Cassini Nazir Appointed as Director of Design and Research

Cassini Nazir, an assistant professor of interaction design at UT Dallas, has been appointed as Director of Design and Research for the ArtSciLab in the Arts and Technology program.
At UT Dallas, Cassini teaches classes in interaction design, web design and design principles. He is also academic head for the burgeoning Interaction Design track in the Arts and Technology program.
With Roger Malina, executive editor of the Leonardo journal, Cassini is currently managing Creative Disturbance, an international, multilingual network and podcast platform supporting collaboration among the arts, science, and technology communities.
In recent years, Cassini has worked closely with Big Design Conference founder Brian Sullivan to create opportunities for UT Dallas students to help organize the yearly conference that brings in over 1,000 design professionals from across the nation.
Over the past 17 years, Cassini has designed print pieces, logos, websites, and interactive experiences for mobile, tablet and desktop devices. Cassini holds an MFA from UT Dallas’ Arts and Technology Program and bachelors degrees in English literature and Economics.

ArtSciLab Paper and Performance Proposal Accepted for International Computer Music Conference

Scot Gresham-Lancaster,  a UT Dallas ATEC associate professor of sound design, has composed a piece and paper, “Culture of Fire” for Analog Neural Network Synthesizer, Geiger Muller Counters and Computer, which have been accepted for the  41st International Computer Music Conference hosted at the University of North Texas in Denton. The ICMC will take place September 25th to October 1st, 2015.
Below is an abstract:
“Culture of Fire” for Analog Neural Network Synthesizer, Geiger Muller Counters and Computer
Scot Gresham-Lancaster, UT Dallas
The “Culture of Fire” is an ongoing live performance piece constructed of residue from a project that was started by David Tudor and others to turn INTEL’s now defunct Electronically Trainable Analog Neural Net (ETANN) into a music synthesizer. A secondary layer of “control” in the live performance of the piece is that Geiger Muller Tube triggers are used as the source of actuation and location distribution of sonic events.

ArtSciLab Director serving on Editorial Board for New Open Journal On_Culture

Roger Malina, the Director of the ArtSciLab, has agreed to serve on the Editorial Board for the new journal On_Culture: Open Journal for the Study of Culture, published from the International Graduate Centre for the Study of Culture (GCSC) in Giessen, Germany.
On_Culture is an open access e-journal, with a focus on transparency and openness as well as reflexivity and processes of metaization in dealing with concepts in the study of culture.The “open” aspect of On_Culture refers to a particular publishing mode, but the goal of the journal will be to develop alternative visions of how culture can be understood, studied, and promoted using new research methodologies that draw on emerging sciences. The journal will host a wide range of formats and modes of presentation, including peer-reviewed scholarly articles and review essays as well as artistic and experimental contributions.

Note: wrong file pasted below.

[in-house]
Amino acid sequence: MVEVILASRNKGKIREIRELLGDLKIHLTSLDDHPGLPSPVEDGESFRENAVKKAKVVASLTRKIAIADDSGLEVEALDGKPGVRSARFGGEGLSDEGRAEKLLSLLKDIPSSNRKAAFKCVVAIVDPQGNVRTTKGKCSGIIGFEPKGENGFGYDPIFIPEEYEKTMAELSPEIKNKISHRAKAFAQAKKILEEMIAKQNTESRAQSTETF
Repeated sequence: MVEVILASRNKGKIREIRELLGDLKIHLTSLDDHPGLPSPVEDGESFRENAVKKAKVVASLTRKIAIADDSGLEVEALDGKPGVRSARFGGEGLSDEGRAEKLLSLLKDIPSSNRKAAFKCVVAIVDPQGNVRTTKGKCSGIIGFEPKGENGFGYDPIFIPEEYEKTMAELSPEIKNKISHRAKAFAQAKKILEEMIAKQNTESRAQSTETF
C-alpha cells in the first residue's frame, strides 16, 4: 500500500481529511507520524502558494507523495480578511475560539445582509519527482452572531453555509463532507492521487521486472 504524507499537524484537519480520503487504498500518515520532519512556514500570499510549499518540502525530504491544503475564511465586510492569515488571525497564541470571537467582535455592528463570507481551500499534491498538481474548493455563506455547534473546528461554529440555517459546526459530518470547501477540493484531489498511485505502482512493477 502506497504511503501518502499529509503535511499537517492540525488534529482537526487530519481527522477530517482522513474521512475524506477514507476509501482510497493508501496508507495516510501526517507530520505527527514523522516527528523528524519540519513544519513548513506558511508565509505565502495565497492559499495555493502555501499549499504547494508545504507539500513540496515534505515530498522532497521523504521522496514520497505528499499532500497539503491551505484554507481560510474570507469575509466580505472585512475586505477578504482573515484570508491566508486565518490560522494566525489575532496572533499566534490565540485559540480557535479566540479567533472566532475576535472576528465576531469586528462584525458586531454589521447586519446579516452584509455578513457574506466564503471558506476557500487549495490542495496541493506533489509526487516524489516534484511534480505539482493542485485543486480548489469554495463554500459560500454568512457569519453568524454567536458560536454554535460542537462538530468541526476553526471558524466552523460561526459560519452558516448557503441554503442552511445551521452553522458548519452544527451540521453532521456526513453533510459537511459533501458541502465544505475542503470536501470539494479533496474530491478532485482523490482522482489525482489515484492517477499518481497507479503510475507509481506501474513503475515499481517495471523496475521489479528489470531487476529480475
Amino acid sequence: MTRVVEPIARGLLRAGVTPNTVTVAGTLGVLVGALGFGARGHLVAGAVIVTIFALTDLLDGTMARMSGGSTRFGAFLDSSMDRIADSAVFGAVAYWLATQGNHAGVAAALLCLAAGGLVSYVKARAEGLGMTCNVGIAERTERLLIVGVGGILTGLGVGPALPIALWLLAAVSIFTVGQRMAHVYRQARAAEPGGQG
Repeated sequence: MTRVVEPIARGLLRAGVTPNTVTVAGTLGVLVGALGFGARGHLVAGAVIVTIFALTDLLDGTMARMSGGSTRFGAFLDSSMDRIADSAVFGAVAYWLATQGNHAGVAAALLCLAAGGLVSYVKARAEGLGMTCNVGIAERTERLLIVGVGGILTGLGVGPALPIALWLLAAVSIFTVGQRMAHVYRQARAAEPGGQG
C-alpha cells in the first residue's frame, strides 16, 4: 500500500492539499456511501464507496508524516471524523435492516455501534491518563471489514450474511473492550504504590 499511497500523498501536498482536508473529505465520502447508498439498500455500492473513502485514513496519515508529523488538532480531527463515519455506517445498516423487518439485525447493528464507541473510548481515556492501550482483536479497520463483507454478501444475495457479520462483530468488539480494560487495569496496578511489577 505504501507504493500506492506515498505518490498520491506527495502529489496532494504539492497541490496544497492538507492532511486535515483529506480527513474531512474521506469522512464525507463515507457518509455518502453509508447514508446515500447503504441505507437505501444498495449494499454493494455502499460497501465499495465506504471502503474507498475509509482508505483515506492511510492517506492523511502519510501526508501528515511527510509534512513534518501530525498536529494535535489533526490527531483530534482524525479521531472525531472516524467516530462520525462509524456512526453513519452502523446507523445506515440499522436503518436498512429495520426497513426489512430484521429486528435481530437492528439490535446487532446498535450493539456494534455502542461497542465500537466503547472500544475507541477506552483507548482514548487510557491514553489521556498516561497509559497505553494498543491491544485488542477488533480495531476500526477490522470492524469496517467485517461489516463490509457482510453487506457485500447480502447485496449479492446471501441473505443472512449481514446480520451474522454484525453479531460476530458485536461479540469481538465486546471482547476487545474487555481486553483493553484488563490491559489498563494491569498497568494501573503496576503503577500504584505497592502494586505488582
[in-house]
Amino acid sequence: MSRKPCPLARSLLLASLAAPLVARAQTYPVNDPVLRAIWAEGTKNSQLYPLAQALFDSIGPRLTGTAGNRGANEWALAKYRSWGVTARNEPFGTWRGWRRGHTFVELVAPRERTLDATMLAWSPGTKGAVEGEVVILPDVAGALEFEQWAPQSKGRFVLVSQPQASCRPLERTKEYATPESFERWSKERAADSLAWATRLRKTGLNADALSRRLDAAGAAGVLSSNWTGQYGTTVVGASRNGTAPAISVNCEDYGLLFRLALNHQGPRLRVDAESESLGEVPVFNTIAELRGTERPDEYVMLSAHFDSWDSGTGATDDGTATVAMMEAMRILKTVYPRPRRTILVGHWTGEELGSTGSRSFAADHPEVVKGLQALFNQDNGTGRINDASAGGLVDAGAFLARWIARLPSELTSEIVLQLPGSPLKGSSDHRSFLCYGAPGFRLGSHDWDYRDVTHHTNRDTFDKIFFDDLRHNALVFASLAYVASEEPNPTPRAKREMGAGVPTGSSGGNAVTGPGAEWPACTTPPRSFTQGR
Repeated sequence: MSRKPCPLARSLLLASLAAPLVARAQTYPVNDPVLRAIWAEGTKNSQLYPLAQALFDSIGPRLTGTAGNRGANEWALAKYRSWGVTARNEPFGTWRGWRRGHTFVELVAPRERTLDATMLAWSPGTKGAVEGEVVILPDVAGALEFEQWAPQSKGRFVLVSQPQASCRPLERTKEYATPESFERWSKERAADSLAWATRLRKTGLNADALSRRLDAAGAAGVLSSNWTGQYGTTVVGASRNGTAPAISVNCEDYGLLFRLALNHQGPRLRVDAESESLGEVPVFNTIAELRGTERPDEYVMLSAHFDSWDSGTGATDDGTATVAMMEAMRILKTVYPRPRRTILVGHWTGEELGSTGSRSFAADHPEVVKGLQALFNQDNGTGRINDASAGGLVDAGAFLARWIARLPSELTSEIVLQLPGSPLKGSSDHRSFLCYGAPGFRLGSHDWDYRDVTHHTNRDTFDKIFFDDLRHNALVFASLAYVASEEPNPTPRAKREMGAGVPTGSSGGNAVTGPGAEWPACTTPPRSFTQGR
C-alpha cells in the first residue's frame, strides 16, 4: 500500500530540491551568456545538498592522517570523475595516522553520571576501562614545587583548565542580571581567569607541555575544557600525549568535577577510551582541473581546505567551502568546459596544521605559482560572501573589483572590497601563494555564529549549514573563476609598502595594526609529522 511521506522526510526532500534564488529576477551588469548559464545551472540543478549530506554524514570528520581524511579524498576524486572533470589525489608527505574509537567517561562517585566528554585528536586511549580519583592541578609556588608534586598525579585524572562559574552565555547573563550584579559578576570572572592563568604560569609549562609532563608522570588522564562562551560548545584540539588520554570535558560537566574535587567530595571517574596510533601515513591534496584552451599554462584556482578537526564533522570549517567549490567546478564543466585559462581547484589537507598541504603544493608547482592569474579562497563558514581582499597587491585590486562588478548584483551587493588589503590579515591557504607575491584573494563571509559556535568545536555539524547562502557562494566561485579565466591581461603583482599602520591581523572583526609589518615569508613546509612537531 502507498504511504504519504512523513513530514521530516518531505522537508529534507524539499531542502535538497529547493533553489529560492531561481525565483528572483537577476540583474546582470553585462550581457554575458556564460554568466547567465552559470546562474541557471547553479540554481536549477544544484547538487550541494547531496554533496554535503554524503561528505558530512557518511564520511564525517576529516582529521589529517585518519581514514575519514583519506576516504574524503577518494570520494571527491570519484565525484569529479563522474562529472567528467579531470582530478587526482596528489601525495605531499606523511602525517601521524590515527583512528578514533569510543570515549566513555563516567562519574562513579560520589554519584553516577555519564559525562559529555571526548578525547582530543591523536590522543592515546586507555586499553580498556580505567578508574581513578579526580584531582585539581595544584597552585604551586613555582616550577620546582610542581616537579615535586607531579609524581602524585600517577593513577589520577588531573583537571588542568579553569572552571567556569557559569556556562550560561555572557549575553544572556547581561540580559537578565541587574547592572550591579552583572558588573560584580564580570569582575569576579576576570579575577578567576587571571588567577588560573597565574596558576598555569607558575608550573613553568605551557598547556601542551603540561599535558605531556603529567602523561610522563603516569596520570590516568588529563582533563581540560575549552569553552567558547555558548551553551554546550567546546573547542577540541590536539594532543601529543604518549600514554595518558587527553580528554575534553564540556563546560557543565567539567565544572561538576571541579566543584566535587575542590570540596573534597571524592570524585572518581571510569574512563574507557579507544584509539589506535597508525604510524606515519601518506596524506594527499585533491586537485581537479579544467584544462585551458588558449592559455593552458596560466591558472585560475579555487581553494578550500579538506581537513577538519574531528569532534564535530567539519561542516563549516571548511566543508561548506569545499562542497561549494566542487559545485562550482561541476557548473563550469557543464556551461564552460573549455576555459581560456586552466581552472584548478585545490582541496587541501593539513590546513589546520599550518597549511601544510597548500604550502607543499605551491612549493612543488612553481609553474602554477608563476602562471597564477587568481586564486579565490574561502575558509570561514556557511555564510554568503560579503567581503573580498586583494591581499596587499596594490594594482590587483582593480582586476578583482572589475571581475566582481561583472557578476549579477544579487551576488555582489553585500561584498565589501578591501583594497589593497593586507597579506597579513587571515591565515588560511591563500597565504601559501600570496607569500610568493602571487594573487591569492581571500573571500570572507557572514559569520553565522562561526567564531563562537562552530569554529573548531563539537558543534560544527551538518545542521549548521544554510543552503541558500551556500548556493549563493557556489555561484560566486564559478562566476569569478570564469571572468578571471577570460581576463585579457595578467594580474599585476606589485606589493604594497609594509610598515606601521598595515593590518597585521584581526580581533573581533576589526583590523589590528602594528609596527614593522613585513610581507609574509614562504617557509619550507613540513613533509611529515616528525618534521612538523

On_Culture is presenting a call for abstracts for the first issue, which will offer perspectives on Emergence/Emergency as concepts in the study of culture.

On Emergence/Emergency, from On_Culture:
Emergence is a key term in the study of culture. It is both a structuring principle of academic research and an object of study. It serves as a conceptual nucleus of knowledge cultures and academic approaches that call mono-causal, reductionist explanations and determinstic accounts of complex phenomena and practices into question. With its connotations of creative energies being set free through emergent processes and phenomena, emergence is a marker of novelty, unpredictability and irreducibility.
Emergency indicates a state, or degree of severity, requiring immediate attention and intervention. States of emergency are often emergent phenomena, and their roots can lie far into the historical, ecological, financial, social and cultural pasts. Many emerging topics in the study of culture (e.g., migration, climate change, demographic change, financial crisis, rightwing/left-wing politics, digitization, globalization, social injustice, precarious working conditions) address ‘emergent emergencies.’
We have paired the concepts of emergence/emergency to highlight the degree of urgency with which much research on the phenomenon of emergence and emergent phenomena is conducted. Both terms call for self-reflexivity and cautious intervention in the cultural analysis of processes of transformation. Instances of the interfacing of emergence and emergency are urgent tasks that scholars in the study of culture need to tackle with the help of new approaches.
Possible questions to be reflected upon:
– Why is a specific object of study an emergent phenomenon? How can it be
explained with the help of a particular theory, or theories, of emergence?
– How has emergence been theorized within a specific discipline and/or across
– How have concepts of emergence evolved over time? What cultural and
historical circumstances have affected their expression?
More details can be found on the On_Culture call for abstracts.